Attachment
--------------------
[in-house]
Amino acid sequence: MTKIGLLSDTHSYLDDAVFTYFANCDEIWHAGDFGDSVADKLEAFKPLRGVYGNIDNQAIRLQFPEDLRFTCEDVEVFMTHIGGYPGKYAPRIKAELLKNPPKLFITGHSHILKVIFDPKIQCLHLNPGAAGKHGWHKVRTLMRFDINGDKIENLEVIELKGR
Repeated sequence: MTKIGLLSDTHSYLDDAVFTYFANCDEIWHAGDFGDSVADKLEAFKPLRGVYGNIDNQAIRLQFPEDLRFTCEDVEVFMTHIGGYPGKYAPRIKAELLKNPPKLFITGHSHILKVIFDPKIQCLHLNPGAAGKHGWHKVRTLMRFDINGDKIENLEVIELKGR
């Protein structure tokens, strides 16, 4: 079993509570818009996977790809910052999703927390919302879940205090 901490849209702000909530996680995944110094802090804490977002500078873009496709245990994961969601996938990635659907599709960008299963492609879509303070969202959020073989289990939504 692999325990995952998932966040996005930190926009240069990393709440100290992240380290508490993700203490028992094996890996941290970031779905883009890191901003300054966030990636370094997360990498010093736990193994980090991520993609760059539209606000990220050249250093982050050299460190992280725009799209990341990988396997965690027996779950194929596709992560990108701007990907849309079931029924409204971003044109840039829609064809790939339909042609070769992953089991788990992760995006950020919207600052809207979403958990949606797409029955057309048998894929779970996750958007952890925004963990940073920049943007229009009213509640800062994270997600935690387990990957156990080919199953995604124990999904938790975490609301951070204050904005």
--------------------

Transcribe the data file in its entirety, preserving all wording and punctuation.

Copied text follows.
[in-house]
Amino acid sequence: MTKIGLLSDTHSYLDDAVFTYFANCDEIWHAGDFGDSVADKLEAFKPLRGVYGNIDNQAIRLQFPEDLRFTCEDVEVFMTHIGGYPGKYAPRIKAELLKNPPKLFITGHSHILKVIFDPKIQCLHLNPGAAGKHGWHKVRTLMRFDINGDKIENLEVIELKGR
Repeated sequence: MTKIGLLSDTHSYLDDAVFTYFANCDEIWHAGDFGDSVADKLEAFKPLRGVYGNIDNQAIRLQFPEDLRFTCEDVEVFMTHIGGYPGKYAPRIKAELLKNPPKLFITGHSHILKVIFDPKIQCLHLNPGAAGKHGWHKVRTLMRFDINGDKIENLEVIELKGR
């Protein structure tokens, strides 16, 4: 079993509570818009996977790809910052999703927390919302879940205090 901490849209702000909530996680995944110094802090804490977002500078873009496709245990994961969601996938990635659907599709960008299963492609879509303070969202959020073989289990939504 692999325990995952998932966040996005930190926009240069990393709440100290992240380290508490993700203490028992094996890996941290970031779905883009890191901003300054966030990636370094997360990498010093736990193994980090991520993609760059539209606000990220050249250093982050050299460190992280725009799209990341990988396997965690027996779950194929596709992560990108701007990907849309079931029924409204971003044109840039829609064809790939339909042609070769992953089991788990992760995006950020919207600052809207979403958990949606797409029955057309048998894929779970996750958007952890925004963990940073920049943007229009009213509640800062994270997600935690387990990957156990080919199953995604124990999904938790975490609301951070204050904005």